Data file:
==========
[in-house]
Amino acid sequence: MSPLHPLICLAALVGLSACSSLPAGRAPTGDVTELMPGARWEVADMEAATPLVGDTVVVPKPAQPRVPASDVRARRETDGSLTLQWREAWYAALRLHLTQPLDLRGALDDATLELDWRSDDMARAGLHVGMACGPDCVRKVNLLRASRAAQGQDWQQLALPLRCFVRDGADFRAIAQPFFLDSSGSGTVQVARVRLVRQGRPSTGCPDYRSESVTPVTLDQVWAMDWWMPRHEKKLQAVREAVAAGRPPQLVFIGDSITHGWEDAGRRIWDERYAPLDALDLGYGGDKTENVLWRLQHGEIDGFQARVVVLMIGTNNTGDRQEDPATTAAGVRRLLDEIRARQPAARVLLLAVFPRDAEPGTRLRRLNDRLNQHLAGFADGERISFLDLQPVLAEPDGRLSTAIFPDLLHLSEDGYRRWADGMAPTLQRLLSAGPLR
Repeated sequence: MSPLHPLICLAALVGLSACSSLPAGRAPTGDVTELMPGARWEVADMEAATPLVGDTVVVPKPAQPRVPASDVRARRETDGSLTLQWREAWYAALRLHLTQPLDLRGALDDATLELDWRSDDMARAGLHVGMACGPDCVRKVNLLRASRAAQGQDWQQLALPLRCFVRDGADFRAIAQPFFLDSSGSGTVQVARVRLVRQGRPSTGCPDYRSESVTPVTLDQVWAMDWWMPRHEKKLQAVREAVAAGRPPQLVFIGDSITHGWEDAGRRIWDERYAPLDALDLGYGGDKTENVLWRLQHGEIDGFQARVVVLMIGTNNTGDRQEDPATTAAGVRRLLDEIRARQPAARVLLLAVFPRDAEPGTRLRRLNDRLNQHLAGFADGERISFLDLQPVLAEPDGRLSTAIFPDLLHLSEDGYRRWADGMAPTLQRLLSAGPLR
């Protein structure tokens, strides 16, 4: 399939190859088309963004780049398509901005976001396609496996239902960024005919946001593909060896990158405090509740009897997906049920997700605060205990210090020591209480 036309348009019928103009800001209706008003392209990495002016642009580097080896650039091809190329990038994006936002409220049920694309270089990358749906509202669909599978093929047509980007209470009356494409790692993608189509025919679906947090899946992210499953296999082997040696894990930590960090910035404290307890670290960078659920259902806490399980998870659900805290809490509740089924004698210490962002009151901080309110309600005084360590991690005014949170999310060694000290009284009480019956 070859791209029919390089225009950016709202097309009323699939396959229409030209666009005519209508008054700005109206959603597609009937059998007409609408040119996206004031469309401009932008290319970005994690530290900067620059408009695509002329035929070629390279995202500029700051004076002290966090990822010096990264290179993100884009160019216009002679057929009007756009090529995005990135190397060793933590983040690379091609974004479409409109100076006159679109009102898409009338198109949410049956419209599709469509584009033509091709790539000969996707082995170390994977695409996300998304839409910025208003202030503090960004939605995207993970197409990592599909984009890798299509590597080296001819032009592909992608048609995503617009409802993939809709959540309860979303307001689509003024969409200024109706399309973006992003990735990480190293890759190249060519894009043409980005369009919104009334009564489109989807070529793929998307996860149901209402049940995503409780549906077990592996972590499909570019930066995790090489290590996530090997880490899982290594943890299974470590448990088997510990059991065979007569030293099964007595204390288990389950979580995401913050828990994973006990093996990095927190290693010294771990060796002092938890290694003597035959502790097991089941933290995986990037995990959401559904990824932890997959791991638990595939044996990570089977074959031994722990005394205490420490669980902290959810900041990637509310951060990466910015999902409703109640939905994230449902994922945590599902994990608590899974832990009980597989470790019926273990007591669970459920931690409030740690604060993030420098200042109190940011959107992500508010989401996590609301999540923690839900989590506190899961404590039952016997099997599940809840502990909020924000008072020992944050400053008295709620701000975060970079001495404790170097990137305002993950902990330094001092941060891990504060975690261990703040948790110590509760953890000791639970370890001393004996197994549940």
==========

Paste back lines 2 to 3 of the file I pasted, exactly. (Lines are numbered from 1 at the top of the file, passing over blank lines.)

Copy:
Amino acid sequence: MSPLHPLICLAALVGLSACSSLPAGRAPTGDVTELMPGARWEVADMEAATPLVGDTVVVPKPAQPRVPASDVRARRETDGSLTLQWREAWYAALRLHLTQPLDLRGALDDATLELDWRSDDMARAGLHVGMACGPDCVRKVNLLRASRAAQGQDWQQLALPLRCFVRDGADFRAIAQPFFLDSSGSGTVQVARVRLVRQGRPSTGCPDYRSESVTPVTLDQVWAMDWWMPRHEKKLQAVREAVAAGRPPQLVFIGDSITHGWEDAGRRIWDERYAPLDALDLGYGGDKTENVLWRLQHGEIDGFQARVVVLMIGTNNTGDRQEDPATTAAGVRRLLDEIRARQPAARVLLLAVFPRDAEPGTRLRRLNDRLNQHLAGFADGERISFLDLQPVLAEPDGRLSTAIFPDLLHLSEDGYRRWADGMAPTLQRLLSAGPLR
Repeated sequence: MSPLHPLICLAALVGLSACSSLPAGRAPTGDVTELMPGARWEVADMEAATPLVGDTVVVPKPAQPRVPASDVRARRETDGSLTLQWREAWYAALRLHLTQPLDLRGALDDATLELDWRSDDMARAGLHVGMACGPDCVRKVNLLRASRAAQGQDWQQLALPLRCFVRDGADFRAIAQPFFLDSSGSGTVQVARVRLVRQGRPSTGCPDYRSESVTPVTLDQVWAMDWWMPRHEKKLQAVREAVAAGRPPQLVFIGDSITHGWEDAGRRIWDERYAPLDALDLGYGGDKTENVLWRLQHGEIDGFQARVVVLMIGTNNTGDRQEDPATTAAGVRRLLDEIRARQPAARVLLLAVFPRDAEPGTRLRRLNDRLNQHLAGFADGERISFLDLQPVLAEPDGRLSTAIFPDLLHLSEDGYRRWADGMAPTLQRLLSAGPLR